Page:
Howler Billys Pale Ale

Howler Billy's Pale Ale - Pours a golden orange color with a finger of white head. Smells... like Belgian yeast, lots of spicy, musty, estery yeast, maybe a hint of those advertised hops. That Belgian yeast follows into the taste, which has a nice spicy character, cloves and the like, and some citrus hop notes melding with the yeast character, some hop bitterness in the finish. Mouthfeel is highly carbonated, medium bodied, and relatively dry. Overall, it's an unexpected but pretty straightforward Belgian pale ale with just a hint of a hoppy kick. Worth trying, but don't let that label fool you - this ain't no straight pale ale. B-

Beer Nerd Details: ? ABV bottled (22 oz bomber). Drank out of a tulip glass on 8/18/14.

Not an entirely encouraging start to Vermont Roulette, but then, when your points of comparison are Hill Farmstead, The Alchemist, and Lawson's Finest Liquids, there's a pretty tough bar to clear. Stay tuned for some more obscure Vermont brews...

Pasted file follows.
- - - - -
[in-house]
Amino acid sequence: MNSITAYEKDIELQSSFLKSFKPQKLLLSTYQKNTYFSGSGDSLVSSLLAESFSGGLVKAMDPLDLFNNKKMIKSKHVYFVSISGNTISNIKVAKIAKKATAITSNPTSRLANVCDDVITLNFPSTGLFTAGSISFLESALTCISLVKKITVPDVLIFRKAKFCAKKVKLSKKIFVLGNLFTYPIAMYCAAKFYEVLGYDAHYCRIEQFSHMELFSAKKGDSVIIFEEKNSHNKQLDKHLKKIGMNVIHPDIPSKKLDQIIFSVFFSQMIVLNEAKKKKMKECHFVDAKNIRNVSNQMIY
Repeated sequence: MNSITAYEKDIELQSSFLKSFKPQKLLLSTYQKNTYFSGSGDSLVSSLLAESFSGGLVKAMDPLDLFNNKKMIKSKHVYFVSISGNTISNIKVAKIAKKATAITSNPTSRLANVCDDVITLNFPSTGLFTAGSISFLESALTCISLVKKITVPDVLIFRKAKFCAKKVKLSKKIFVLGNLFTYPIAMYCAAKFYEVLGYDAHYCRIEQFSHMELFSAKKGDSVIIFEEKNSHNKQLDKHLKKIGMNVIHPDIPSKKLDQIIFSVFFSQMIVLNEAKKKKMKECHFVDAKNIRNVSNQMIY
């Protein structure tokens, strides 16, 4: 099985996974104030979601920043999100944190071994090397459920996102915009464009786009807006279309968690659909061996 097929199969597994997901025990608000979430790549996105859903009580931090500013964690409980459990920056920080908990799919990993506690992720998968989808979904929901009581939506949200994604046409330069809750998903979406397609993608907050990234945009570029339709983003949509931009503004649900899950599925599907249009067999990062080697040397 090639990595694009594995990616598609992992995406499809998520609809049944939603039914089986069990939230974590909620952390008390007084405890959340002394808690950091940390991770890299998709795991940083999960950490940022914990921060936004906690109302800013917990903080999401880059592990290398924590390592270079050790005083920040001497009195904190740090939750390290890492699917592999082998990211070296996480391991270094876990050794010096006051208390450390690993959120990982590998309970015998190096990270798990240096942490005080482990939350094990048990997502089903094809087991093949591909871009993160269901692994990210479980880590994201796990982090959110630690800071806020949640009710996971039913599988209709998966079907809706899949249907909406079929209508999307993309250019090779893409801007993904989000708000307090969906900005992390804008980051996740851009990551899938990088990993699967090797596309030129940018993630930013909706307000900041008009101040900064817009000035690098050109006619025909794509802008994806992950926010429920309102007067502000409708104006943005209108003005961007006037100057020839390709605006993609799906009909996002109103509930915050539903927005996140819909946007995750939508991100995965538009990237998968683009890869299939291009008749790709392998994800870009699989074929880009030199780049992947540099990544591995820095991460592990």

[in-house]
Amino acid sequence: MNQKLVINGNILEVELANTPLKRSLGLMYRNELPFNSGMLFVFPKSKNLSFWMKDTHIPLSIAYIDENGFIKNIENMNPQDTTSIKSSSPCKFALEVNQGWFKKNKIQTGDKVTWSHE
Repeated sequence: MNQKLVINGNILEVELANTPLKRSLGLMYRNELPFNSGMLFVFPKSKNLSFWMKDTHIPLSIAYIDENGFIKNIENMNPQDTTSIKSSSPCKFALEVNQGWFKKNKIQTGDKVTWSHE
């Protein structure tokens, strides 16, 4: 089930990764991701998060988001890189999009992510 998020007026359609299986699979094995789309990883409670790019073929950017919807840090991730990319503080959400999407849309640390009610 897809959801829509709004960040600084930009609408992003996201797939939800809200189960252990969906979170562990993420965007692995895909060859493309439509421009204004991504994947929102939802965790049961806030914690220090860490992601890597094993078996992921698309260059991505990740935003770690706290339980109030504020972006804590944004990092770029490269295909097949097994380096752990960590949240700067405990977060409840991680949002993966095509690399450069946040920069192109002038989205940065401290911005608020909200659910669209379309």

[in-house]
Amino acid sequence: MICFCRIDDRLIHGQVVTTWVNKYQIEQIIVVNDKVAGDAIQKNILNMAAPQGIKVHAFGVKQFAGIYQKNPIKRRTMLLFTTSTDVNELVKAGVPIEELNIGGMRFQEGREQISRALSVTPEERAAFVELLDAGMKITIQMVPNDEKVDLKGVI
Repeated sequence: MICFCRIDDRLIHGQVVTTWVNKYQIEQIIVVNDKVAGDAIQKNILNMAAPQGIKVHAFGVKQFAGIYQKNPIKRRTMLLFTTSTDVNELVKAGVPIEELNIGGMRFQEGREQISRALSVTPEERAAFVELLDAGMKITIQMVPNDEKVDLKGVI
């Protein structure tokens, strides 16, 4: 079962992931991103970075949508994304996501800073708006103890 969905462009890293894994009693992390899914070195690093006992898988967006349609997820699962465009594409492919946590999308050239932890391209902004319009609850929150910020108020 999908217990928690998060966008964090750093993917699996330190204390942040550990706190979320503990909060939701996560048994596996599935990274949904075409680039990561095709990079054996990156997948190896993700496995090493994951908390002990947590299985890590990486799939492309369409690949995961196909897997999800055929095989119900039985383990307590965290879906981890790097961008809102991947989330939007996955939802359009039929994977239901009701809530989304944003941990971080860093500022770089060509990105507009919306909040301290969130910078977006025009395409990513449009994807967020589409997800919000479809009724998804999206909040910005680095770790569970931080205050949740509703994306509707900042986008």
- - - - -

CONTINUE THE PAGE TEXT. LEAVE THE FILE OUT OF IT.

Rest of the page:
Black Butte XXVI

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Bend, Oregon brewers at Deschutes started their brewery off with a pretty standard porter for a flagship beer. In the current craft beer bonanza, this wouldn't be that unusual. Boring, even. But considering that Deschutes opened 26 years ago, this was actually a bold choice. Fast forward twenty years, and they could see that it was the right choice. That's when Deschutes started brewing up a special anniversary beer to celebrate their success. They took their old flagship, amped it up a few notches, chucked in some adjuncts (different every year, but usually including chocolate), and aged a portion in old Bourbon barrels.

This year's iteration (their 7th) is a complex blend of ales incorporating adjuncts like pomegranate molasses, cocoa nibs, and cranberries. 50% was aged in Bourbon barrels, and the final product clocks in at a hefty 10.8% ABV. So grab yourself a plate of mashed potatoes and start sculpting yourself a butte*: